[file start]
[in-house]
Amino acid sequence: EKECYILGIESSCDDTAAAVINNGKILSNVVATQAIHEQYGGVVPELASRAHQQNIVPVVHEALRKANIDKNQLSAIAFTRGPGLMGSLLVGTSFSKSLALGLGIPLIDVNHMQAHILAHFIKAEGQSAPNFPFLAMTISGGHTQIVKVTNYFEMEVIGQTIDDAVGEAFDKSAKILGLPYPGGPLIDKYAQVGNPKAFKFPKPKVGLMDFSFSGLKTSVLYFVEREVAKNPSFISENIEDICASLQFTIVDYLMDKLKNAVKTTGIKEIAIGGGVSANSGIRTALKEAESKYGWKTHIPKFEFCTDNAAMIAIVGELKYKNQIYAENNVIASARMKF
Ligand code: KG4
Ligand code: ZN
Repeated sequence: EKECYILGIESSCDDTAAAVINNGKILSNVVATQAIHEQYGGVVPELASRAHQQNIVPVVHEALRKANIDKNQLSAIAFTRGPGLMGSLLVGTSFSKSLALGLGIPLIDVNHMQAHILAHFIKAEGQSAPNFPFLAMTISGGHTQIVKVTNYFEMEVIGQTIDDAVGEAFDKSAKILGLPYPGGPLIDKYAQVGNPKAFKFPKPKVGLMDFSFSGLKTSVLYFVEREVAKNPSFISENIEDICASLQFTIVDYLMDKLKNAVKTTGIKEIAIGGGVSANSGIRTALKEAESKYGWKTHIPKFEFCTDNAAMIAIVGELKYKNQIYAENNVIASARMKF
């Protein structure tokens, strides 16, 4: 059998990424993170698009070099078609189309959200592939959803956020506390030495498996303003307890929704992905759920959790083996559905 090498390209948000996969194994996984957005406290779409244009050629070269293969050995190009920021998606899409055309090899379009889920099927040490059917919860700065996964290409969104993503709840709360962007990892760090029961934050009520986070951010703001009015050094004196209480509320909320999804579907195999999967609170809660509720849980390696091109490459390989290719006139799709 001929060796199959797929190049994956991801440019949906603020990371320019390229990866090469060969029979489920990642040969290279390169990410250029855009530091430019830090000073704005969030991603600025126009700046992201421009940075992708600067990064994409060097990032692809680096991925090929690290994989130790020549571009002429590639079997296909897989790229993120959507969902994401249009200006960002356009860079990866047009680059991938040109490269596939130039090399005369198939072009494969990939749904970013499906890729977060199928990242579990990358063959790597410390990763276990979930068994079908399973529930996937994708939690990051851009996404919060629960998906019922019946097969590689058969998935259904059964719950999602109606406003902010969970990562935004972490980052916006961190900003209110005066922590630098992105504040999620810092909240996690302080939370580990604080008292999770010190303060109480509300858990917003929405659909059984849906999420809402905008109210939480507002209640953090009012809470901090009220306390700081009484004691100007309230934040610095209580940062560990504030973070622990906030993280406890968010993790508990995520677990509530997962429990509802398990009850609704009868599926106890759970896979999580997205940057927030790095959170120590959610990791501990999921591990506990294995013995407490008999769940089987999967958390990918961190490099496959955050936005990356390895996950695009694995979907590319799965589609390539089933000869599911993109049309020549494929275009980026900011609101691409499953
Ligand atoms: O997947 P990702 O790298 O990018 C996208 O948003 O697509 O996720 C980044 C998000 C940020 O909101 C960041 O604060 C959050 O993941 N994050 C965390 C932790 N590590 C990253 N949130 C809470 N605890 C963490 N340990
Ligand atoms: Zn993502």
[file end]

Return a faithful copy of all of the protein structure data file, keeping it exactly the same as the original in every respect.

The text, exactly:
[in-house]
Amino acid sequence: EKECYILGIESSCDDTAAAVINNGKILSNVVATQAIHEQYGGVVPELASRAHQQNIVPVVHEALRKANIDKNQLSAIAFTRGPGLMGSLLVGTSFSKSLALGLGIPLIDVNHMQAHILAHFIKAEGQSAPNFPFLAMTISGGHTQIVKVTNYFEMEVIGQTIDDAVGEAFDKSAKILGLPYPGGPLIDKYAQVGNPKAFKFPKPKVGLMDFSFSGLKTSVLYFVEREVAKNPSFISENIEDICASLQFTIVDYLMDKLKNAVKTTGIKEIAIGGGVSANSGIRTALKEAESKYGWKTHIPKFEFCTDNAAMIAIVGELKYKNQIYAENNVIASARMKF
Ligand code: KG4
Ligand code: ZN
Repeated sequence: EKECYILGIESSCDDTAAAVINNGKILSNVVATQAIHEQYGGVVPELASRAHQQNIVPVVHEALRKANIDKNQLSAIAFTRGPGLMGSLLVGTSFSKSLALGLGIPLIDVNHMQAHILAHFIKAEGQSAPNFPFLAMTISGGHTQIVKVTNYFEMEVIGQTIDDAVGEAFDKSAKILGLPYPGGPLIDKYAQVGNPKAFKFPKPKVGLMDFSFSGLKTSVLYFVEREVAKNPSFISENIEDICASLQFTIVDYLMDKLKNAVKTTGIKEIAIGGGVSANSGIRTALKEAESKYGWKTHIPKFEFCTDNAAMIAIVGELKYKNQIYAENNVIASARMKF
């Protein structure tokens, strides 16, 4: 059998990424993170698009070099078609189309959200592939959803956020506390030495498996303003307890929704992905759920959790083996559905 090498390209948000996969194994996984957005406290779409244009050629070269293969050995190009920021998606899409055309090899379009889920099927040490059917919860700065996964290409969104993503709840709360962007990892760090029961934050009520986070951010703001009015050094004196209480509320909320999804579907195999999967609170809660509720849980390696091109490459390989290719006139799709 001929060796199959797929190049994956991801440019949906603020990371320019390229990866090469060969029979489920990642040969290279390169990410250029855009530091430019830090000073704005969030991603600025126009700046992201421009940075992708600067990064994409060097990032692809680096991925090929690290994989130790020549571009002429590639079997296909897989790229993120959507969902994401249009200006960002356009860079990866047009680059991938040109490269596939130039090399005369198939072009494969990939749904970013499906890729977060199928990242579990990358063959790597410390990763276990979930068994079908399973529930996937994708939690990051851009996404919060629960998906019922019946097969590689058969998935259904059964719950999602109606406003902010969970990562935004972490980052916006961190900003209110005066922590630098992105504040999620810092909240996690302080939370580990604080008292999770010190303060109480509300858990917003929405659909059984849906999420809402905008109210939480507002209640953090009012809470901090009220306390700081009484004691100007309230934040610095209580940062560990504030973070622990906030993280406890968010993790508990995520677990509530997962429990509802398990009850609704009868599926106890759970896979999580997205940057927030790095959170120590959610990791501990999921591990506990294995013995407490008999769940089987999967958390990918961190490099496959955050936005990356390895996950695009694995979907590319799965589609390539089933000869599911993109049309020549494929275009980026900011609101691409499953
Ligand atoms: O997947 P990702 O790298 O990018 C996208 O948003 O697509 O996720 C980044 C998000 C940020 O909101 C960041 O604060 C959050 O993941 N994050 C965390 C932790 N590590 C990253 N949130 C809470 N605890 C963490 N340990
Ligand atoms: Zn993502």